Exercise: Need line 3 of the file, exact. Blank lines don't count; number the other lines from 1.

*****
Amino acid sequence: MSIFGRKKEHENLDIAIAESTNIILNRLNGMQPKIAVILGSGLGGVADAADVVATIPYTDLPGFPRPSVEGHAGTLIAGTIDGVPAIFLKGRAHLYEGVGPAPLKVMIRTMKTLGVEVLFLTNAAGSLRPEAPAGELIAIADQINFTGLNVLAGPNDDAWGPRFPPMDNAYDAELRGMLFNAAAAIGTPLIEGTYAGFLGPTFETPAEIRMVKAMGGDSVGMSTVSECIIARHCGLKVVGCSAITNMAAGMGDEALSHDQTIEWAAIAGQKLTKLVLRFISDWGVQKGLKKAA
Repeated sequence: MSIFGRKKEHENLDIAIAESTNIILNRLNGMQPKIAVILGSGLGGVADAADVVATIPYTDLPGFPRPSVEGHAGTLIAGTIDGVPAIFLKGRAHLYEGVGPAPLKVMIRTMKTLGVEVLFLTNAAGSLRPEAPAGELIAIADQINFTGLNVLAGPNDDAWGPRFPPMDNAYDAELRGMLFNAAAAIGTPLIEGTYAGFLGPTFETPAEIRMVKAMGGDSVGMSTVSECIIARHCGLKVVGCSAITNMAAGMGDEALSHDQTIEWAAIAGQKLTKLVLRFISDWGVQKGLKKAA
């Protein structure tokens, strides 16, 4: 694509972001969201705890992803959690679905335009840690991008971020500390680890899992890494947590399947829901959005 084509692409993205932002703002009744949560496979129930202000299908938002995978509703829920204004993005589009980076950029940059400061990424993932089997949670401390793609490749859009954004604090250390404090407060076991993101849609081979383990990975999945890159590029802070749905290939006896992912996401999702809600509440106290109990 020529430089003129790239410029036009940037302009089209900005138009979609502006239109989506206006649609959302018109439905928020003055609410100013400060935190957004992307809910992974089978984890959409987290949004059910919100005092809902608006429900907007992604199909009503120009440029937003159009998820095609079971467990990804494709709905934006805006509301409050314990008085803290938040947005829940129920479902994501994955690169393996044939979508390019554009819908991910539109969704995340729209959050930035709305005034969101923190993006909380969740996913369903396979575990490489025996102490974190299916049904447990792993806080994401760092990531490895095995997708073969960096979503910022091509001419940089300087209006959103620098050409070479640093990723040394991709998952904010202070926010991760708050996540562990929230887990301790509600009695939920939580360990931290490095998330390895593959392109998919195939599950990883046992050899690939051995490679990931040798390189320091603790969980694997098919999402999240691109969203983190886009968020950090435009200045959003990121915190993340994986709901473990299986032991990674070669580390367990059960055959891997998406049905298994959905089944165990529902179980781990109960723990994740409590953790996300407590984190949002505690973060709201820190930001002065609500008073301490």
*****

């Protein structure tokens, strides 16, 4: 694509972001969201705890992803959690679905335009840690991008971020500390680890899992890494947590399947829901959005 084509692409993205932002703002009744949560496979129930202000299908938002995978509703829920204004993005589009980076950029940059400061990424993932089997949670401390793609490749859009954004604090250390404090407060076991993101849609081979383990990975999945890159590029802070749905290939006896992912996401999702809600509440106290109990 020529430089003129790239410029036009940037302009089209900005138009979609502006239109989506206006649609959302018109439905928020003055609410100013400060935190957004992307809910992974089978984890959409987290949004059910919100005092809902608006429900907007992604199909009503120009440029937003159009998820095609079971467990990804494709709905934006805006509301409050314990008085803290938040947005829940129920479902994501994955690169393996044939979508390019554009819908991910539109969704995340729209959050930035709305005034969101923190993006909380969740996913369903396979575990490489025996102490974190299916049904447990792993806080994401760092990531490895095995997708073969960096979503910022091509001419940089300087209006959103620098050409070479640093990723040394991709998952904010202070926010991760708050996540562990929230887990301790509600009695939920939580360990931290490095998330390895593959392109998919195939599950990883046992050899690939051995490679990931040798390189320091603790969980694997098919999402999240691109969203983190886009968020950090435009200045959003990121915190993340994986709901473990299986032991990674070669580390367990059960055959891997998406049905298994959905089944165990529902179980781990109960723990994740409590953790996300407590984190949002505690973060709201820190930001002065609500008073301490």